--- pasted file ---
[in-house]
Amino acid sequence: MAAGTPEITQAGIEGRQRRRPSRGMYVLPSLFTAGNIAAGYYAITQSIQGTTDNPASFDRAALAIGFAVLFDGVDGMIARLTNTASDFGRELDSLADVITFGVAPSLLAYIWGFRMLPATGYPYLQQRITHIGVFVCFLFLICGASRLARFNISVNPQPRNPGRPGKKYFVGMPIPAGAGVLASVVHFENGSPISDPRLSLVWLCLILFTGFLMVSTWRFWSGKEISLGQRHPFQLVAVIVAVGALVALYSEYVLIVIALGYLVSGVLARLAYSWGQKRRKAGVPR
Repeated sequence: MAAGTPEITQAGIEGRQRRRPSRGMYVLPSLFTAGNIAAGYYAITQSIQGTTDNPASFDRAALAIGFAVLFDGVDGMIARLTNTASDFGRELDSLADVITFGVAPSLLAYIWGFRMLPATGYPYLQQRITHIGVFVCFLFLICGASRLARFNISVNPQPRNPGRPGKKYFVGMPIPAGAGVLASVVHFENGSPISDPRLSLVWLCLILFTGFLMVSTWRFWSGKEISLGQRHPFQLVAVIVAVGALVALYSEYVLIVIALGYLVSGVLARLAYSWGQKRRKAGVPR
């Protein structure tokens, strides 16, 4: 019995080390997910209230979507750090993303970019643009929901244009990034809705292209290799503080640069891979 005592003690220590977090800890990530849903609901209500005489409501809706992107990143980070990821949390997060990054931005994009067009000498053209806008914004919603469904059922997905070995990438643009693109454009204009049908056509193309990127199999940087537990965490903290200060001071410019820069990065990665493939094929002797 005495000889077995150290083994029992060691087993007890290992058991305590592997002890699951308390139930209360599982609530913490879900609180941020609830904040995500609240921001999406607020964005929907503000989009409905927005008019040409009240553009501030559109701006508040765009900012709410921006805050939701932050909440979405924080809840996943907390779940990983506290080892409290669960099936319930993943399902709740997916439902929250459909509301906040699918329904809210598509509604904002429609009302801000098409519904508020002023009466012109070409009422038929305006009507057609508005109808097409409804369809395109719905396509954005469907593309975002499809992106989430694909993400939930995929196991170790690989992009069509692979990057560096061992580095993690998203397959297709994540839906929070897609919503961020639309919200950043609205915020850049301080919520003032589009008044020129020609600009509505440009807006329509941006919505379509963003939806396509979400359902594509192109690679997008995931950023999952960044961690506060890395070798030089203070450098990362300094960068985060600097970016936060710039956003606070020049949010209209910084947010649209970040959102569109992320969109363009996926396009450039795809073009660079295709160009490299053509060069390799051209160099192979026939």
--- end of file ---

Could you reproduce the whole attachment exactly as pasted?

[in-house]
Amino acid sequence: MAAGTPEITQAGIEGRQRRRPSRGMYVLPSLFTAGNIAAGYYAITQSIQGTTDNPASFDRAALAIGFAVLFDGVDGMIARLTNTASDFGRELDSLADVITFGVAPSLLAYIWGFRMLPATGYPYLQQRITHIGVFVCFLFLICGASRLARFNISVNPQPRNPGRPGKKYFVGMPIPAGAGVLASVVHFENGSPISDPRLSLVWLCLILFTGFLMVSTWRFWSGKEISLGQRHPFQLVAVIVAVGALVALYSEYVLIVIALGYLVSGVLARLAYSWGQKRRKAGVPR
Repeated sequence: MAAGTPEITQAGIEGRQRRRPSRGMYVLPSLFTAGNIAAGYYAITQSIQGTTDNPASFDRAALAIGFAVLFDGVDGMIARLTNTASDFGRELDSLADVITFGVAPSLLAYIWGFRMLPATGYPYLQQRITHIGVFVCFLFLICGASRLARFNISVNPQPRNPGRPGKKYFVGMPIPAGAGVLASVVHFENGSPISDPRLSLVWLCLILFTGFLMVSTWRFWSGKEISLGQRHPFQLVAVIVAVGALVALYSEYVLIVIALGYLVSGVLARLAYSWGQKRRKAGVPR
């Protein structure tokens, strides 16, 4: 019995080390997910209230979507750090993303970019643009929901244009990034809705292209290799503080640069891979 005592003690220590977090800890990530849903609901209500005489409501809706992107990143980070990821949390997060990054931005994009067009000498053209806008914004919603469904059922997905070995990438643009693109454009204009049908056509193309990127199999940087537990965490903290200060001071410019820069990065990665493939094929002797 005495000889077995150290083994029992060691087993007890290992058991305590592997002890699951308390139930209360599982609530913490879900609180941020609830904040995500609240921001999406607020964005929907503000989009409905927005008019040409009240553009501030559109701006508040765009900012709410921006805050939701932050909440979405924080809840996943907390779940990983506290080892409290669960099936319930993943399902709740997916439902929250459909509301906040699918329904809210598509509604904002429609009302801000098409519904508020002023009466012109070409009422038929305006009507057609508005109808097409409804369809395109719905396509954005469907593309975002499809992106989430694909993400939930995929196991170790690989992009069509692979990057560096061992580095993690998203397959297709994540839906929070897609919503961020639309919200950043609205915020850049301080919520003032589009008044020129020609600009509505440009807006329509941006919505379509963003939806396509979400359902594509192109690679997008995931950023999952960044961690506060890395070798030089203070450098990362300094960068985060600097970016936060710039956003606070020049949010209209910084947010649209970040959102569109992320969109363009996926396009450039795809073009660079295709160009490299053509060069390799051209160099192979026939």